- Show me - ask people to demonstrate their capability.
- Use games, projects, tasks, or exercises that require learners to show their mastery of the skills or techniques.
- Collaborative working - incorporate individual with team-based practice.
- Simulations - put learners into realistic situations that enable them to show their newfound skills under operational conditions.
- Make sure it's fun - strike the ideal balance between being relaxed and focused.
- Participation - get people engaged physically, mentally, emotionally, and spiritually.
Review what's changed. Any "quality" program has three main components:
- Say what you do.
- Do what you say.
- Prove it.
So the final step is to prove that your training has made a sustained change to business performance. Are people now able to do what you wanted them to do? Evaluating your training programs is one of those topics that has been debated endlessly, and there are a variety of specific measures you can put in place to deliver some meaningful results. The important thing here is to link into any existing measurement system in operation in your organization.
I once helped a director to design and facilitate a week-long conference for the PR managers in a major tobacco company. On the last morning, he wanted a session on media relations, and instead of the lecture he originally planned, I suggested an alternative.
The conference venue was a superb residential training center in Surrey, England. After breakfast on the last morning, the learners strolled into the gardens and relished going home after a hard week.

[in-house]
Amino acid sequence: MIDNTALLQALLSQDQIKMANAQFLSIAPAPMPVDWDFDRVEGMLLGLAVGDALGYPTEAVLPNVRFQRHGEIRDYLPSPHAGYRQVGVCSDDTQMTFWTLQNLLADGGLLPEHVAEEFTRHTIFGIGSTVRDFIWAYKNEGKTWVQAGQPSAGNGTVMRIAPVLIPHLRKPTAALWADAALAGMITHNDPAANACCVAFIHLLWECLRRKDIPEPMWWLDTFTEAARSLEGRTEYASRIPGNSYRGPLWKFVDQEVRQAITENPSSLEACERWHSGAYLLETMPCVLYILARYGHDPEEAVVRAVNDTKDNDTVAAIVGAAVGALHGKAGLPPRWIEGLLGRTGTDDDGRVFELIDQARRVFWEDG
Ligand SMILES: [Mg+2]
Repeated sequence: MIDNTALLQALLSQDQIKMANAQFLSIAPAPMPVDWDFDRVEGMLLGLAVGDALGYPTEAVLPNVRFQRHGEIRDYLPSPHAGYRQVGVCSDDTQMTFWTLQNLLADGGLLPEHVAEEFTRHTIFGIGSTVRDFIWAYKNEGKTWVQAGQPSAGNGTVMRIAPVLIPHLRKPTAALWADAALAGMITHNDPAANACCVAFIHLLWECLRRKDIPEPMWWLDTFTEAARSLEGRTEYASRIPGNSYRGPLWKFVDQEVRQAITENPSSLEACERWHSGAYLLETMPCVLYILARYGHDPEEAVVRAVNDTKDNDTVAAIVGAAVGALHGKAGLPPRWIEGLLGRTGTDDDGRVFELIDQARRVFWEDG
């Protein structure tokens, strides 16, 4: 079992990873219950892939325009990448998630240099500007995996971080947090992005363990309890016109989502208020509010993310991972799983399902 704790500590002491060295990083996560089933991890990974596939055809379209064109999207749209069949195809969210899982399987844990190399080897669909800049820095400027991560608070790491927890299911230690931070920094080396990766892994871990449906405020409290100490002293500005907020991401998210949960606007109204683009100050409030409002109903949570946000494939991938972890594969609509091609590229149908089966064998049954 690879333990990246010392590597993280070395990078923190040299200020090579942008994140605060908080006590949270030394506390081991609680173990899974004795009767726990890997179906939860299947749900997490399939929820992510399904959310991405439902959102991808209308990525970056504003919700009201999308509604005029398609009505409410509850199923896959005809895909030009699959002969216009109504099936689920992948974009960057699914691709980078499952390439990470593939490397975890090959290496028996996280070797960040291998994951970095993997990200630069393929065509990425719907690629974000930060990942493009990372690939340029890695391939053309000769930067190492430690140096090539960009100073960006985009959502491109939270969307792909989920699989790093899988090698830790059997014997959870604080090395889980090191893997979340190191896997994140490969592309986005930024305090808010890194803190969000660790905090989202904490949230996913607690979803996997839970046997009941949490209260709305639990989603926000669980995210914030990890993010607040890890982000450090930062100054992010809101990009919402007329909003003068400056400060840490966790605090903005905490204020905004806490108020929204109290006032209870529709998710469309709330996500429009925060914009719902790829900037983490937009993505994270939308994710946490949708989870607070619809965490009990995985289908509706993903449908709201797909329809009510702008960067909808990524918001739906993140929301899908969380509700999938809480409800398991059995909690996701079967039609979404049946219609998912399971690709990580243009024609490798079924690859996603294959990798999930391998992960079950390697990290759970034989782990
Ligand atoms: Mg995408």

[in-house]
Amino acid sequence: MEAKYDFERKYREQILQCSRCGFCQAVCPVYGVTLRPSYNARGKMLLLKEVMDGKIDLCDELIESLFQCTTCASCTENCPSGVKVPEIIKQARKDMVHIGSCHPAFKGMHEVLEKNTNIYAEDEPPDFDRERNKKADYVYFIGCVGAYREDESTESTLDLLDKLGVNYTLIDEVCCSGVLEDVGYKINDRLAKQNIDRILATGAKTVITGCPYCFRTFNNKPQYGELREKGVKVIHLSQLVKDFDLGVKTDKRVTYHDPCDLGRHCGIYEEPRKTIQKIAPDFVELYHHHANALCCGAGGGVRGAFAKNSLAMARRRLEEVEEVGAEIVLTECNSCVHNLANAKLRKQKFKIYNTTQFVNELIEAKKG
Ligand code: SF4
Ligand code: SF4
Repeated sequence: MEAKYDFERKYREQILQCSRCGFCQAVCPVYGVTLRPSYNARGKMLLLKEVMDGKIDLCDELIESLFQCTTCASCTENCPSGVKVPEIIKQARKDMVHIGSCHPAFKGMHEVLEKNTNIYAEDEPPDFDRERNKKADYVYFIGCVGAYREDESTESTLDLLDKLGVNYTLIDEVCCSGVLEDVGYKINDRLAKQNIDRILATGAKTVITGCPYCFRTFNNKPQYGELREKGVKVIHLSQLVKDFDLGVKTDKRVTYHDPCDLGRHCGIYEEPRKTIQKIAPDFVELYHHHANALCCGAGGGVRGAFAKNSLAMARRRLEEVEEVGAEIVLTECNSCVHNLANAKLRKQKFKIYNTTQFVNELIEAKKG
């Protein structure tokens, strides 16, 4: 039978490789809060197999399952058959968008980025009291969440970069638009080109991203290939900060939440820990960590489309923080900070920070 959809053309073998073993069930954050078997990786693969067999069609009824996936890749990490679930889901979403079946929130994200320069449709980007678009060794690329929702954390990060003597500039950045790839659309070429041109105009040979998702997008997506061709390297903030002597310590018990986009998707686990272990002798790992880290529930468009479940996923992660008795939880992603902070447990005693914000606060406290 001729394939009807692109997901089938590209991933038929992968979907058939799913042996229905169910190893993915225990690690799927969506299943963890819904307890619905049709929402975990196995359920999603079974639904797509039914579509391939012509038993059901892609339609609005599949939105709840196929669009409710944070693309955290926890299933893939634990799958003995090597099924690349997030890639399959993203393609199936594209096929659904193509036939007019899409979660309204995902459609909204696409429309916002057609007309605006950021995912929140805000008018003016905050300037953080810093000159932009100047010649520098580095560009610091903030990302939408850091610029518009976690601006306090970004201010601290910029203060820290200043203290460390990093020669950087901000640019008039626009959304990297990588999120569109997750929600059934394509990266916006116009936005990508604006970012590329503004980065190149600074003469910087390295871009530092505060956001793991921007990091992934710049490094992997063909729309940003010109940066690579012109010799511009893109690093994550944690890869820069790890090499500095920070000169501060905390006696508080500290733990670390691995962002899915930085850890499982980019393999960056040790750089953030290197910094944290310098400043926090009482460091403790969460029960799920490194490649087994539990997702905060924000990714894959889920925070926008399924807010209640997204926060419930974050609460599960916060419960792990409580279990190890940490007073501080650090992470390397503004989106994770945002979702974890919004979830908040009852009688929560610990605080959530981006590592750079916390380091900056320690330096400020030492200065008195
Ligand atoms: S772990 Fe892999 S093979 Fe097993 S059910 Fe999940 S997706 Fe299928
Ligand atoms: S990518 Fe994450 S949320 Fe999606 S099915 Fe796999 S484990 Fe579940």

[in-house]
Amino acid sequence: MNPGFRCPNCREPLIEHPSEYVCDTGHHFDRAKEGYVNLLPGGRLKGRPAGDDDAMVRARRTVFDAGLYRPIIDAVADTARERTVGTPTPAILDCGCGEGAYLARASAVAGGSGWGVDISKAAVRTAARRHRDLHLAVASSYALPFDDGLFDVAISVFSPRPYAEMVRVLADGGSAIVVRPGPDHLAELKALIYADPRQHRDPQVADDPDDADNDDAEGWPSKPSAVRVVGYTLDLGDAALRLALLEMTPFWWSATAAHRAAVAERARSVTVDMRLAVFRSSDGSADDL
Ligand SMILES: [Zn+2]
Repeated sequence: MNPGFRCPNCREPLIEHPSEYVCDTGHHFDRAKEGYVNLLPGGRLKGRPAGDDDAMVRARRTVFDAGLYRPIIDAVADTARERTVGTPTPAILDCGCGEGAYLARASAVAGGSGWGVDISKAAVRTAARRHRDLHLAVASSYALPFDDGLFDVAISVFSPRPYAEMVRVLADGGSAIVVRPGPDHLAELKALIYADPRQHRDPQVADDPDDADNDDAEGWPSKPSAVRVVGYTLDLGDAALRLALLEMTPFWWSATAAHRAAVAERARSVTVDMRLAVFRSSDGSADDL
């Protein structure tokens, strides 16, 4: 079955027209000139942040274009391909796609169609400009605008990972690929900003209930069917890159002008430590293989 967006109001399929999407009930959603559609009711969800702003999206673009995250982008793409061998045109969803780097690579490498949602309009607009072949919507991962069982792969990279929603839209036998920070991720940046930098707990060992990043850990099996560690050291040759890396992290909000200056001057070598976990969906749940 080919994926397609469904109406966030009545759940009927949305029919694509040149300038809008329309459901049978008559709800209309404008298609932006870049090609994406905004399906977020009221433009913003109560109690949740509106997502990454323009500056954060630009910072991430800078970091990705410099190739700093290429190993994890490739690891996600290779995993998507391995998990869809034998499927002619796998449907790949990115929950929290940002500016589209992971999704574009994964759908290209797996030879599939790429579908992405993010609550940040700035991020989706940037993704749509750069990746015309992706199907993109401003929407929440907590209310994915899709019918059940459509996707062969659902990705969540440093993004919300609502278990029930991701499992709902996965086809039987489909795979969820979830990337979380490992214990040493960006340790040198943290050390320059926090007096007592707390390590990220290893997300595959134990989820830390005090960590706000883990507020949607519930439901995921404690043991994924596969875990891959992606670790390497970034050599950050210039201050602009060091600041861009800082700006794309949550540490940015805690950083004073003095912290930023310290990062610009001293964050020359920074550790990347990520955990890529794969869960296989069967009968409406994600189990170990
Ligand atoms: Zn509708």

Suddenly, they were approached by a professional journalist, with his camera and sound crew, who demanded a response to a damning press release on the emotive topic of smoking and health.
This was a realistic challenge. Some stood their ground and asked to see the [bogus] report. Others fled! We then restructured the day and, while the first session of the morning was delivered, my film crew edited the footage to give a summary of the way the learners had reacted to the challenge. The edited highlights were then shown to the learners, who saw how to, and how not to, respond to the media.
Why it works
Please take a few minutes to think back on the best training courses you've attended and consider what made them so special. Many of the items will be comments on the design:
- good structure
- varied training methods
- logical flow
- use of appropriate models or concepts
- ideas one can take back and use immediately
- appropriate balance of theory and practice
- good handouts, visual aids, or workbooks.
This list clearly shows the benefits of good design. It's rather like the old saying: you can't make a silk purse out of a sow's ear. Given a well-designed course, even an average trainer can deliver an acceptable learning experience.